The relationship between people and monkeys is complex, to say the least. Depending on who you’re talking to, monkeys are cute, cheeky, devious, naughty, frightening, creepy – the list goes on. Go a little deeper and more specific, and you find that even among forest and wildlife conservationists or researchers, certain types of monkeys can be either the least favourite animal to encounter or are vigorously defended by those who’ve focused on their charms. So, what about the study of this fascinating interface between people and monkeys? How do we pick apart what people are saying about the monkeys they encounter, and why is it important to do so?
I have been working with Barbary macaques for the past five years, watching them in their home range in north Morocco and gaining an understanding of the complex factors influencing their conservation status. When I talk to people about the macaques, the easiest way to explain what species I mean is to say, ‘you know, the ones that live in Gibraltar as well’. Famous (or infamous) for a multitude of reasons, the population of Barbary macaques on Gibraltar is interesting for its current and historical relationship with the people whose land it shares. A quick internet search of ‘Gibraltar macaques’ gives an impression of a fractious and sometimes divisive situation – newspapers run with headlines about monkeys biting tourists or angering residents by damaging property, and articles about culling show the difficulties of this as a wildlife management decision. What I and my co-authors wanted to try to understand was: what goes on behind the headlines? Is the situation as black and white as it appears to be on the surface, and if not, why not?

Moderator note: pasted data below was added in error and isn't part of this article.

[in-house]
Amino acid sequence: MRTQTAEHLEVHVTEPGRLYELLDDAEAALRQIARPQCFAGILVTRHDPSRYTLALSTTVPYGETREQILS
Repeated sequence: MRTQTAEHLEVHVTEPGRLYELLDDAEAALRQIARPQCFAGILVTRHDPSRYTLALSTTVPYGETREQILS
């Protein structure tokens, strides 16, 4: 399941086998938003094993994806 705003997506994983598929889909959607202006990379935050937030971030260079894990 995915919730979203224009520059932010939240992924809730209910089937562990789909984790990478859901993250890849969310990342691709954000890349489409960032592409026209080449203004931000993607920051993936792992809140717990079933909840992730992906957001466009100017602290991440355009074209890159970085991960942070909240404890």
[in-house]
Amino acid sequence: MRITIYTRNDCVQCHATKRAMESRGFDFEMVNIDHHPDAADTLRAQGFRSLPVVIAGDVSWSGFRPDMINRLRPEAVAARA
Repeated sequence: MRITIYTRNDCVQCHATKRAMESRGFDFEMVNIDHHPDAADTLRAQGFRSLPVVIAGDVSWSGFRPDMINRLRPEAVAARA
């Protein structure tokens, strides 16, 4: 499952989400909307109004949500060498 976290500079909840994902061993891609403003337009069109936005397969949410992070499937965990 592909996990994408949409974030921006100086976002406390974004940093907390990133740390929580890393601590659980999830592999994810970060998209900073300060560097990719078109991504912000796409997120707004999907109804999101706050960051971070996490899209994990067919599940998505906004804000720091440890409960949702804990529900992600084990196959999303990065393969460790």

There are various ways to investigate what people think, and what their behaviour or words really mean. A method that often springs to mind for researchers is questionnaires or surveys, which can capture a large amount of responses in a short time and can be analysed in ways a lot of us feel comfortable with – using numbers, statistics and graphs. Coming to greater prominence now, though, are ethnographic methods – ways of approaching research qualitatively to gain an in-depth understanding of the nuances of a situation. The ethnographic method people are most familiar with is participant observation, but as many researchers are painfully aware, there are costs associated with such research; these costs are prohibitive for many. We wanted to conduct a study using information available on that most ubiquitous of sources, Facebook – a resource that, aside from the cost of an internet connection, is financially much more accessible to a great number of people. Having, some time ago, encountered a public group dedicated to discussion of Gibraltar’s Barbary macaques, we decided to use discourse analysis to try to grasp the complexities of people’s feelings about the macaques, and to suggest ways of easing the more difficult parts of the human-macaque relationship in Gibraltar. We used free online software to make it easier to organise and analyse the Facebook posts, and began by seeing what themes arose from the words therein. As expected, the discourse revealed a lot of complexity in people’s perceptions of the macaques and their feelings about living in such close proximity to animals that resist simple classification and cannot easily be either revered or vilified.
If you are interested in reading more about Gibraltar’s macaques, our methodology, or the theories behind the research, you can see our published paper by clicking the button below.